Immigration was nothing new to America. Except for Native Americans, all United States citizens can claim some immigrant experience, whether during prosperity or despair, brought by force or by choice. However, immigration to the United States reached its peak from
Some 12, years ago, the first indigenous people crossed the ice bridge connecting Asia to North America, yet it wasn't until the end of the 15th century that Europeans American immigration history their eyes on the New World in numbers.
The French and Spanish were the first to establish settlements before the English and Dutch, among others, founded their first permanent colonies. On the eve of the American Revolution, the land was already a kaleidoscope of languages and ethnicities. Ever since the founding of the United States, immigration laws have been put in place, reformed, dismantled.
These laws reflected the needs of the time, but often represent political statements of peoples' perceptions, which have cycled back and forth from favorable to hostile. This resource looks at the immigration policies and associated rules put in place, from the forefathers' first steps, to the challenges faced in today's globalized world.
The Colonial Period - Why Immigrate? There are multiple answers to this question. Although people nowadays face different challenges, some of the reasons why people moved to the New World during colonial times echo some of the reasons that push people to immigrate to the United States today.
Share Economic Opportunity Going to North America brought the promise of cheap land and freedom of enterprise. Incoming farmers, fishermen, tradesmen, shipbuilders and craftsmen all found work.
They set up their own institutions and self-governing bodies with minimal support or interference from the Crown, at least at first. Independence of resources the colonies produced nearly everything they needed and trade among the colonies and with the indigenous peoples led to prosperity.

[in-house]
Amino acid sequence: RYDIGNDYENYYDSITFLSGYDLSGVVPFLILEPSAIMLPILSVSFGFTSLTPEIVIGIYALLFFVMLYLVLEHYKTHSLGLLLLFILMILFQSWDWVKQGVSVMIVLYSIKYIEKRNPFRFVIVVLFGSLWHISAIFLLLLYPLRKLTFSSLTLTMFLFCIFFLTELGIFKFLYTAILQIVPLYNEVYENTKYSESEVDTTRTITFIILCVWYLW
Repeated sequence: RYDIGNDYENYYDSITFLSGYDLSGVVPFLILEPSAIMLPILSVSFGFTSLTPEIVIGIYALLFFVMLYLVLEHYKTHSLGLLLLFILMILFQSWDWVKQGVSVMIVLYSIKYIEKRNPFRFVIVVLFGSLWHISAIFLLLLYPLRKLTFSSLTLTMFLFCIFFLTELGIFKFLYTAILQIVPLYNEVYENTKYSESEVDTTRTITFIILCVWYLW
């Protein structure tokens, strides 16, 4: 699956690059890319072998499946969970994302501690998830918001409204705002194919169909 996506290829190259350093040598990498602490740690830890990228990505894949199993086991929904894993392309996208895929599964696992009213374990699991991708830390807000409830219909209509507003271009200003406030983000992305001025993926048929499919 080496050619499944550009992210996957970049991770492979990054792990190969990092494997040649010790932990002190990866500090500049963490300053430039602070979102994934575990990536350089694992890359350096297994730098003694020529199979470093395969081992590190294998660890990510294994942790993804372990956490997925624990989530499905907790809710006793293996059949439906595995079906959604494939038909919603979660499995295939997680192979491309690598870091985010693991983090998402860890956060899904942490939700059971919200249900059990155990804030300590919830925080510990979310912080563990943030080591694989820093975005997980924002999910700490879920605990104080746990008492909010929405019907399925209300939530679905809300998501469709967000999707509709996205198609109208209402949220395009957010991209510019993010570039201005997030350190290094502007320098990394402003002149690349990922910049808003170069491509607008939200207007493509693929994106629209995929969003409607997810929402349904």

To obtain passage, many poorer British and Germans worked for a fixed number of years for an employer who purchased an indenture a sort of contract from a sea captain who brought young people over.
It was beneficial to both the employer who needed labor to work on the land essentially and the employee, who did not receive a wage but was provided with food, accommodation, clothing and training.
He was then free to work on his own after the "contract" ended. The system was so successful approximately half of the white immigrants in the 17th and 18th centuries were indentured.
Share Did you know? Not all Indentured Servants were in America of their own free will. Some were kidnapped or forced onto a ship, others had been deceived by recruiting agents back in Europe before boarding.
Still, these white slaves were indentured servants, meaning they could eventually obtain their freedom. Share Religious Freedom Whether to oppose persecution or to preserve their religious identity, many groups moved to the New World. The English Pilgrims, Quakers and Protestant sects, wanting to preserve the purity of their views, each set up their own religious settlements.